World News

Glencore unit says seven dead after Congo mine-wall collapse last week

TORONTO (Reuters) - Katanga Mining, a majority-owned unit of global miner Glencore, said Thursday a collapsed wall at an open-pit mine in southeastern Democratic Republic of Congo had killed all seven people who were there at the time of the incident last week.

The Swiss company, which has so far recovered three bodies from the site, said it had ended the search for the other four following a 10-day effort.

“It is with deep regret that the company must now assume that any individual who was in KOV open pit at the time of the incident will not have survived,” Toronto-listed Katanga said in a brief statement.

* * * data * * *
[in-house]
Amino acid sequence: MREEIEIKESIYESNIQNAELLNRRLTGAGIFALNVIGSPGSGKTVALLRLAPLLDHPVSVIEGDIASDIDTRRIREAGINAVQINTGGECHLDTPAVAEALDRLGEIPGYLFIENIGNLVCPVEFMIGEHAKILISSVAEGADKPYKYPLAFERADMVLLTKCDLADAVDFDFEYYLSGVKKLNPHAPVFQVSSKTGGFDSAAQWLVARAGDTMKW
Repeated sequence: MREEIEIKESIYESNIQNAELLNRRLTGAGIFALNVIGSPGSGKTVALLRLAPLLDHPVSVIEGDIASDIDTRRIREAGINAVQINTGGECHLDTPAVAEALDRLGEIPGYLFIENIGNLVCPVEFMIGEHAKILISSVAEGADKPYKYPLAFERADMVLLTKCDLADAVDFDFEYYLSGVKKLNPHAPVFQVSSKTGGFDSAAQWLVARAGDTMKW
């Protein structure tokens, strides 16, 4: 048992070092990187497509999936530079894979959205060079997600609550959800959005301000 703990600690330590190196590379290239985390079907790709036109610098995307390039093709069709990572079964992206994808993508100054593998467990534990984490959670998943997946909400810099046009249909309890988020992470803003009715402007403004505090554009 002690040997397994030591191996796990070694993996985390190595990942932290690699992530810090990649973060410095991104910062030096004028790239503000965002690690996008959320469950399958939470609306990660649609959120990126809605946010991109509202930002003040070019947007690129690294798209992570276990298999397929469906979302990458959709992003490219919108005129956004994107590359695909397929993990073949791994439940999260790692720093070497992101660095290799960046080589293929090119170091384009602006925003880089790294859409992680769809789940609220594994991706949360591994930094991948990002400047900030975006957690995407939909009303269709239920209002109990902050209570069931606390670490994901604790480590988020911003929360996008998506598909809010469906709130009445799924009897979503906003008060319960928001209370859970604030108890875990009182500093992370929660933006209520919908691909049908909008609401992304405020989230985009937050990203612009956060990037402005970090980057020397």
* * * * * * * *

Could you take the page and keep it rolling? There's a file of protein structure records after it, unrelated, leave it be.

The company said it continued to work closely with relevant authorities and an investigation was underway to determine the cause of the geotechnical failure that led to the collapse of a 250-metre pit wall last week.

The company had suspended all copper and cobalt processing from the site back in September 2015, but work on maintenance and an $880 million modernization project to cut costs at the site was ongoing.

Katanga said it was now shifting from search and rescue to a recovery phase at the KOV mine, as weather and ground conditions permit.

The KOV mine is one of the largest high-grade copper assets in the world, comprising of four ore bodies that are accessed via two pits, Kamoto East and KOV. The mine was previously operated by the DRC’s state-owned mining company Gécamines.

Reporting by Euan Rocha; Editing by Bernadette Baum